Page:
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BENEFITS OF CHILD-FOCUSED ANXIETY TREATMENTS FOR PARENTS AND FAMILY FUNCTIONING

Authors


  • Contract grant sponsor: National Institute of Mental Health; Contract grant numbers: U01 MH064089, U01 MH064092, U01 MH064003, U01 MH063747, U01 MH064107, U01 MH064088.

Correspondence to: Courtney P. Keeton, Division of Child & Adolescent Psychiatry, The Johns Hopkins University School of Medicine, 550 N. Broadway, Suite 201A, Baltimore, MD 21205. E-mail: ckeeton@jhmi.edu

Abstract

Background

To examine (1) changes in parent (global psychological distress, trait anxiety) and family (dysfunction, burden) functioning following 12 weeks of child-focused anxiety treatment, and (2) whether changes in these parent and family factors were associated with child's treatment condition and response.

Methods

Participants were 488 youth ages 7–17 years (50% female; mean age 10.7 years) who met DSM-IV-TR criteria for social phobia, separation anxiety, and/or generalized anxiety disorder, and their parents. Youth were randomly assigned to 12 weeks of “Coping Cat” individual cognitive-behavioral therapy (CBT), medication management with sertraline (SRT), their combination (COMB), or medication management with pill placebo (PBO) within the multisite Child/Adolescent Anxiety Multimodal Study (CAMS). At pre- and posttreatment, parents completed measures of trait anxiety, psychological distress, family functioning, and burden of child illness; children completed a measure of family functioning. Blinded independent evaluators rated child's response to treatment using the Clinical Global Impression-Improvement Scale at posttreatment.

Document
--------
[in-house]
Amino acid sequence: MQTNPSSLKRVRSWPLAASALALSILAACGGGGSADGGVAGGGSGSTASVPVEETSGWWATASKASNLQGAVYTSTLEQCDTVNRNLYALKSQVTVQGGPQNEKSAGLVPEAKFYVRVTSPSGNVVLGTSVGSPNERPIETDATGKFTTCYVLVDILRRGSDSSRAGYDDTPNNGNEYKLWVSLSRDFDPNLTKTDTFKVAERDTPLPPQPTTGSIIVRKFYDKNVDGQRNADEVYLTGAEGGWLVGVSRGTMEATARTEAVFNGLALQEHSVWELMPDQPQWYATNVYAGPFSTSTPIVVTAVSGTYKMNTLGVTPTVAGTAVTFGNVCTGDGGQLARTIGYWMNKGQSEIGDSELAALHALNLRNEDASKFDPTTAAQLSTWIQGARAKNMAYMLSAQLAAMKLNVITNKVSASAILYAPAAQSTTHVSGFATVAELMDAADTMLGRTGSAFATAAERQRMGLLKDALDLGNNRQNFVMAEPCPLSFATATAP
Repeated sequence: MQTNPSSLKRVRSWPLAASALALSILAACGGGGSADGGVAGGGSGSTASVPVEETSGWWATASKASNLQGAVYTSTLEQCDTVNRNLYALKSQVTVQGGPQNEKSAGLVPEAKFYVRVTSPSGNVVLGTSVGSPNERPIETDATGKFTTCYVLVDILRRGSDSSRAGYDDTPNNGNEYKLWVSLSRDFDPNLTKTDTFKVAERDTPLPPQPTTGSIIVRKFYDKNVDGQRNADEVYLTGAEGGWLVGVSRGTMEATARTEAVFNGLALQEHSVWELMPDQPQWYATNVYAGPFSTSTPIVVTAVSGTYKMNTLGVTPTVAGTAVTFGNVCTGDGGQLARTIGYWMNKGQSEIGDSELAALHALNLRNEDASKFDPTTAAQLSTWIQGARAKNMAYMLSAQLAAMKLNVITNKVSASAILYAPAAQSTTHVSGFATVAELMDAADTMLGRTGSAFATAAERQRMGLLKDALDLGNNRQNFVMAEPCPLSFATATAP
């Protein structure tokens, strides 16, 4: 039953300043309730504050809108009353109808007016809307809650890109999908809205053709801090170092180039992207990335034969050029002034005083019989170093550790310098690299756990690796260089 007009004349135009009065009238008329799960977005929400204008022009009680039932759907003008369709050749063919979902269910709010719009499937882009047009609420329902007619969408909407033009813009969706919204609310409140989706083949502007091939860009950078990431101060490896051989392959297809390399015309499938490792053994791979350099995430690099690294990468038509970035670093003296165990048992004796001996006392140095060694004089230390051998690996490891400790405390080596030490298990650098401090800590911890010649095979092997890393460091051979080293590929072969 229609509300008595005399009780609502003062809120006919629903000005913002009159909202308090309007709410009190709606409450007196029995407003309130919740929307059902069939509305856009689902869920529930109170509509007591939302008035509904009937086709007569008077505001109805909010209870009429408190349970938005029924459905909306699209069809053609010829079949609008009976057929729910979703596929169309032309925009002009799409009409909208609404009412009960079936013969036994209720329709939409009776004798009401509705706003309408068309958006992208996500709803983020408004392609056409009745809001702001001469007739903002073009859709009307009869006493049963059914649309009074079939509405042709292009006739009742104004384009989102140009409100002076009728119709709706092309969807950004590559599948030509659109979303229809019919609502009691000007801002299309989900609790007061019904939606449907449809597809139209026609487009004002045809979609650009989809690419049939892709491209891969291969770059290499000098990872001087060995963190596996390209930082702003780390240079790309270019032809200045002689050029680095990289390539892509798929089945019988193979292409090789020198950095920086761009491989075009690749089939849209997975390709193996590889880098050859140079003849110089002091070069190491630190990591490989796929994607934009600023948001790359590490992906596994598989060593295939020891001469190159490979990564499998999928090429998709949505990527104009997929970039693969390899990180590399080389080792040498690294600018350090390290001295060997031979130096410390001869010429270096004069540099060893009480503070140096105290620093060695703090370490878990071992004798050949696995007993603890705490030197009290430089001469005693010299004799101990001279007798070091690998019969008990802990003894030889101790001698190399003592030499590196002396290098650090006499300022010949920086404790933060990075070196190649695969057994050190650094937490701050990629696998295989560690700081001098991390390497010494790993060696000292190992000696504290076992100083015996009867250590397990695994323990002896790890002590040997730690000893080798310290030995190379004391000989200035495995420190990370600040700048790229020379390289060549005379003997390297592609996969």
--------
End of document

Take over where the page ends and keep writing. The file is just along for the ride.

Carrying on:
Results

Analyses of covariance revealed that parental psychological distress and trait anxiety, and parent-reported family dysfunction improved only for parents of children who were rated as treatment responders, and these changes were unrelated to treatment condition. Family burden and child-reported family dysfunction improved significantly from pre- to posttreatment regardless of treatment condition or response.

Conclusions

Findings suggest that child-focused anxiety treatments, regardless of intervention condition, can result in improvements in nontargeted parent symptoms and family functioning particularly when children respond successfully to the treatment.

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